`Oversimplification Does a Disservice --'

Article excerpt

The following is a statement issued by Bishop Michael Ingham of New Westminster, in reponse to Archbishop Carey's presidential address.

I RECOGNIZE THE Archbishop of Canterbury's concern for the unity of the Communion. Indeed I share it, along with all other bishops. I think he sincerely believes his remarks today will further our unity. My expectation is that they will do the opposite.

Is it an appropriate use of the presidential office to comment on complex matters in individual dioceses in highly selective ways? Is it ethical to name individuals and personal situations in a primatial address of this nature? Bishop Bennison of Pennsylvania and a priest whom he has disciplined are both named today, yet neither the bishop nor the priest is here to respond, and the council itself has no access to the facts of the case.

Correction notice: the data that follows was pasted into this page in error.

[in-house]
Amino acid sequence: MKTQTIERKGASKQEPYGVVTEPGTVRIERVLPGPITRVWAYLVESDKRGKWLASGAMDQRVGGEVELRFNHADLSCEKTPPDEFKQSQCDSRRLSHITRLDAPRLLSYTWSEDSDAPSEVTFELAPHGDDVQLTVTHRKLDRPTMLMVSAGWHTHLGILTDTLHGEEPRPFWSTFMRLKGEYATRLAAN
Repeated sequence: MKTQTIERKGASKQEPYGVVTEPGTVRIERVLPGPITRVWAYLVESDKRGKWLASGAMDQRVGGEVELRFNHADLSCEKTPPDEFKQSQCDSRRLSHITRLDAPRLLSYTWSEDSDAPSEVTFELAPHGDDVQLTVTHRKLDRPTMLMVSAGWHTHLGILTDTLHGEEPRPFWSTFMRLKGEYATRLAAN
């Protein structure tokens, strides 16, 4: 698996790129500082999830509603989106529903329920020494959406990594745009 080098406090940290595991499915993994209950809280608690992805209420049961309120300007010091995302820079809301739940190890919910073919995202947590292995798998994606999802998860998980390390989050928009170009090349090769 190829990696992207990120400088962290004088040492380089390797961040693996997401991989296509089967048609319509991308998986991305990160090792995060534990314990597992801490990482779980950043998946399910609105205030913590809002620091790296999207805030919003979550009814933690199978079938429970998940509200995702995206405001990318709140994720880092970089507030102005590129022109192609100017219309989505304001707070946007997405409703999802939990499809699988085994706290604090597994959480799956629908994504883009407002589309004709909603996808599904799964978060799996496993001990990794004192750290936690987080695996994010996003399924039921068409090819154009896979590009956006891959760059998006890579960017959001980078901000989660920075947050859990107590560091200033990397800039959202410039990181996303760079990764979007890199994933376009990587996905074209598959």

His remarks about the diocese of New Westminster fail to honor the careful way both the synod and I have made decisions about the blessing of same-sex unions. The archbishop refers selectively only to those clergy in rebellion against their bishop and synod, and makes no mention of the pastoral provisions made by the bishop and synod for those same clergy. This oversimplification does a great disservice to truth, and to the great majority of clergy and parishes -- including the traditionalist ones -- who remain loyal to the bishop and synod.

It is not correct to say that New Westminster has acted "without regard to the rest of us." In fact, the position of the bishops at Lambeth '98 has constantly been before the diocese and its synod members. …